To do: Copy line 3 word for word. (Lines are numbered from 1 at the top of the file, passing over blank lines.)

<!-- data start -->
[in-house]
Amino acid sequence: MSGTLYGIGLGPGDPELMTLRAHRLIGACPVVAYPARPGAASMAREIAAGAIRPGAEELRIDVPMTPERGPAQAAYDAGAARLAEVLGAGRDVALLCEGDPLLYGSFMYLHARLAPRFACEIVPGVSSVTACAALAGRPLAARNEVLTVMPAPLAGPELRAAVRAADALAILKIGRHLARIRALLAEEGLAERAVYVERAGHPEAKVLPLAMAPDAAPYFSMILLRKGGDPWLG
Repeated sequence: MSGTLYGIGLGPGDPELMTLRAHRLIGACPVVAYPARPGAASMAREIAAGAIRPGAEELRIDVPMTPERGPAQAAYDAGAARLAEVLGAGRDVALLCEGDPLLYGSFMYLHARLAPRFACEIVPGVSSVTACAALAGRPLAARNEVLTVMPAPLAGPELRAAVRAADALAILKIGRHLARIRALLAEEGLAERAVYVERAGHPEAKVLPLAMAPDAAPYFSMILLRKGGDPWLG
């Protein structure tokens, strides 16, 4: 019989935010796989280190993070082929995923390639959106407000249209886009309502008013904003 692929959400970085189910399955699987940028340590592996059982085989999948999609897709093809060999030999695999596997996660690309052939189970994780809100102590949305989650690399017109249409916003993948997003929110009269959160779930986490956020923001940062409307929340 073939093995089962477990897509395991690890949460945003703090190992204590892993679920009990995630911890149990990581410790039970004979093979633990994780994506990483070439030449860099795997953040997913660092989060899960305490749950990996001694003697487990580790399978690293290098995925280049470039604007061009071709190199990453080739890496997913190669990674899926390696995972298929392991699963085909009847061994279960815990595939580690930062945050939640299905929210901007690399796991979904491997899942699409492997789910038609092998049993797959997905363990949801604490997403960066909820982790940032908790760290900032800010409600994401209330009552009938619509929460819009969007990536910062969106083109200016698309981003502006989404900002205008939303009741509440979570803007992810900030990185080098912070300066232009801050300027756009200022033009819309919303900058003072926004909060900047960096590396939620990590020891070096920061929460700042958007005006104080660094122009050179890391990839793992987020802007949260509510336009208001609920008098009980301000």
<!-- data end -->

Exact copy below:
Repeated sequence: MSGTLYGIGLGPGDPELMTLRAHRLIGACPVVAYPARPGAASMAREIAAGAIRPGAEELRIDVPMTPERGPAQAAYDAGAARLAEVLGAGRDVALLCEGDPLLYGSFMYLHARLAPRFACEIVPGVSSVTACAALAGRPLAARNEVLTVMPAPLAGPELRAAVRAADALAILKIGRHLARIRALLAEEGLAERAVYVERAGHPEAKVLPLAMAPDAAPYFSMILLRKGGDPWLG